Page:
Cologne Cathedral By AtmikaPaul - Own work, CC BY-SA 4.0,

This weekend, March 3 and 4, Stephanie Childress conducts the St. Louis Symphony Orchestra  in a program of music from three different centuries written by composers at three very different stages of their lives and careers. It’s just as varied as you might expect.

[Preview the music with the SLSO's Spotify playlist.]

Oswald Huỳnh
Photo: Allison Davis

The concerts open with the premiere of “Gia Đình” (“Family”) by Oswald Huỳnh (b. 1997), one of three composers chosen for the 2021–2022 Mizzou New Music Initiative, a joint project of the University of Missouri and the SLSO. Written in collaboration with Childress and members of the orchestra, “Gia Đình” is described in Skyler Dykes’s program notes as a reflection of the Vietnamese diaspora that “draws from a sampling of Vietnamese folk melodies and religious texts and plays with experimental techniques, such as chant and improvisation.”

In that respect, it sounds very much like the “Ngū Hành (2022) and “Frequent Wind” (2021), the only other works by Huỳnh that I have been able to find online. Both combine Vietnamese traditions with innovative performance practices. “Frequent Wind,” for example, uses an amplified music box. “Gia Đình” is scored for a conventional orchestra of winds, strings, and percussion, but even so I’d expect some unusual sounds in performance.

From new music by a 21st century composer at the beginning of his career, we leap back in time to a popular concerto by a middle aged 18th-century master. Franz Joseph Haydn (1732–1809) composed his Keyboard Concerto No. 11 in D major, Hob. XVIII (referring to its position in the catalog of Haydn’s works by Dutch musicologist Anthony van Hoboken) in 1784 or thereabouts. He had just inked a new contract with his long-time employer, the House of Esterházy, that allowed the composer to sell his own works on the open market, and the D major concerto was one of them. Its lively and genial style has made it a favorite of audiences and performers alike.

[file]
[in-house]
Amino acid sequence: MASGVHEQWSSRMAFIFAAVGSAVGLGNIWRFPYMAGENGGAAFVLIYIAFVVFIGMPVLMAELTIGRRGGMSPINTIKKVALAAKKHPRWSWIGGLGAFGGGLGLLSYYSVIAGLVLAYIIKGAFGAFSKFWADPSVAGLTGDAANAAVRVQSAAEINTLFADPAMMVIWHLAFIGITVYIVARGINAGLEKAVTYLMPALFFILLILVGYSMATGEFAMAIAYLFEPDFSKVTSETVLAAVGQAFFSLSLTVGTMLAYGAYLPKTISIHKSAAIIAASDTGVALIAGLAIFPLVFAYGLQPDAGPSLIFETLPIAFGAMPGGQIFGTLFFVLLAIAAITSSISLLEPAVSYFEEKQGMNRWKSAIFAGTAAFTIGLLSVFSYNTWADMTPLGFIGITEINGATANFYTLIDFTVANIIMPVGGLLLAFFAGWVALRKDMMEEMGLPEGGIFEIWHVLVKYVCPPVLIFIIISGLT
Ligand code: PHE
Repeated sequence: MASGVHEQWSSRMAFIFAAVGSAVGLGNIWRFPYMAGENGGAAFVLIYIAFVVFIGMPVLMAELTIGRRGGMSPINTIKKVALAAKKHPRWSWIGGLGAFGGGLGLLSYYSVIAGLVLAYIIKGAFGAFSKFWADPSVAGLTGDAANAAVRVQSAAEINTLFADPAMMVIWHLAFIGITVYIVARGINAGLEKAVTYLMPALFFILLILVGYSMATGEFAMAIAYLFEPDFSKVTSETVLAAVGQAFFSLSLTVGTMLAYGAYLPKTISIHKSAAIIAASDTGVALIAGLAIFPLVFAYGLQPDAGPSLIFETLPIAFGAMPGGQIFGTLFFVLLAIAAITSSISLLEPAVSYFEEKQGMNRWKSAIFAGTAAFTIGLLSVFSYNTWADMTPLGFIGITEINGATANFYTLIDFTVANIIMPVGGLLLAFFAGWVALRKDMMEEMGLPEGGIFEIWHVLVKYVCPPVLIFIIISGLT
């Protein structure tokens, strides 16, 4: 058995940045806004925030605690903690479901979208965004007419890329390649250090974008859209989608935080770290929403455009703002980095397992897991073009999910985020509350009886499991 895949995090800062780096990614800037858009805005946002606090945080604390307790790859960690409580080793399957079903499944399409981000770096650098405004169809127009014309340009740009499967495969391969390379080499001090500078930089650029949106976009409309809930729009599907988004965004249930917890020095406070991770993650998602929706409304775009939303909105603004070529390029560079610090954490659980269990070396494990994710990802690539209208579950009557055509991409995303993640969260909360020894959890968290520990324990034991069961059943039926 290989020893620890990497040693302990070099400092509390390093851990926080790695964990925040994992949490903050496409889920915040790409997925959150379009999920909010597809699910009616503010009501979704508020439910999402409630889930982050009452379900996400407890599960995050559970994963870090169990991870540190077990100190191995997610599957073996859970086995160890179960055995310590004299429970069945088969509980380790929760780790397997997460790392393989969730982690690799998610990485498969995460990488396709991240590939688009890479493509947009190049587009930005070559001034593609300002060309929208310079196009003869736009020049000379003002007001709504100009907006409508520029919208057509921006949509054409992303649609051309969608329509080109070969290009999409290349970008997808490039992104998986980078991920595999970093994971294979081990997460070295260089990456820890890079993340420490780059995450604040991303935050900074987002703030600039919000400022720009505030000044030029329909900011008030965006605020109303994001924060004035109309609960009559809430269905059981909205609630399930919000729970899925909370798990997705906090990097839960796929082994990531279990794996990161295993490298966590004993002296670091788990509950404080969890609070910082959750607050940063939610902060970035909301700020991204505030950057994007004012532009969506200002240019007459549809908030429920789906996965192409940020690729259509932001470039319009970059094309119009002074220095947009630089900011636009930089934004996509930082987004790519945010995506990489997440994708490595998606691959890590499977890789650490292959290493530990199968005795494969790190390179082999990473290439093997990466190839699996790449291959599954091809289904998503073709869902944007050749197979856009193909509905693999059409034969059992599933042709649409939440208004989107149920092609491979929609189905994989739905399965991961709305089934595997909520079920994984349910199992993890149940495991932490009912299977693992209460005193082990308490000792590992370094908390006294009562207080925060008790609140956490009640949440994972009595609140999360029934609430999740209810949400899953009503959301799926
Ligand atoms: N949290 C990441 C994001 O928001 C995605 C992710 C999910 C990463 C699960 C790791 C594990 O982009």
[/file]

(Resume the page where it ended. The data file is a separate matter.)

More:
Haydn circa 1770
Painting by
Ludwig Guttenbrunn

It was also, in its own way, something of a cutting-edge piece. Haydn’s earlier keyboard concertos were, according to the Grove Dictionary, likely composed for organ and often played on the harpsichord. The D major concerto was written with a relatively new instrument in mind: the fortepiano. This forerunner of the modern concert grand was smaller (a range of four or five octaves, depending on the maker) and lighter, both in tone and weight, due to the fact that the frame was wooden rather than the cast iron of the modern instrument. Not as radical as an amplified music box, of course, but fairly “with it” for Haydn.

Like many keyboard concertos of its time, Haydn’s D major assumes a lot of latitude for the performer. The score is short on expressive and dynamic indications and while Haydn wrote of a couple of his own cadenzas for it, most performers feel free to improvise their own. That means the soloist this weekend—our own trusty and well-beloved Peter Henderson—should have plenty of opportunities to put his own stamp on the work.

After intermission, it’s time for the Big Event of the evening, the Symphony No. 3 in E-flat major, op. 97 (“Rhenish”), by Robert Schumann (1810–1856). It was composed and orchestrated in just one month in 1850, the year in which Schumann arrived in Düsseldorf to assume the position of Music Director.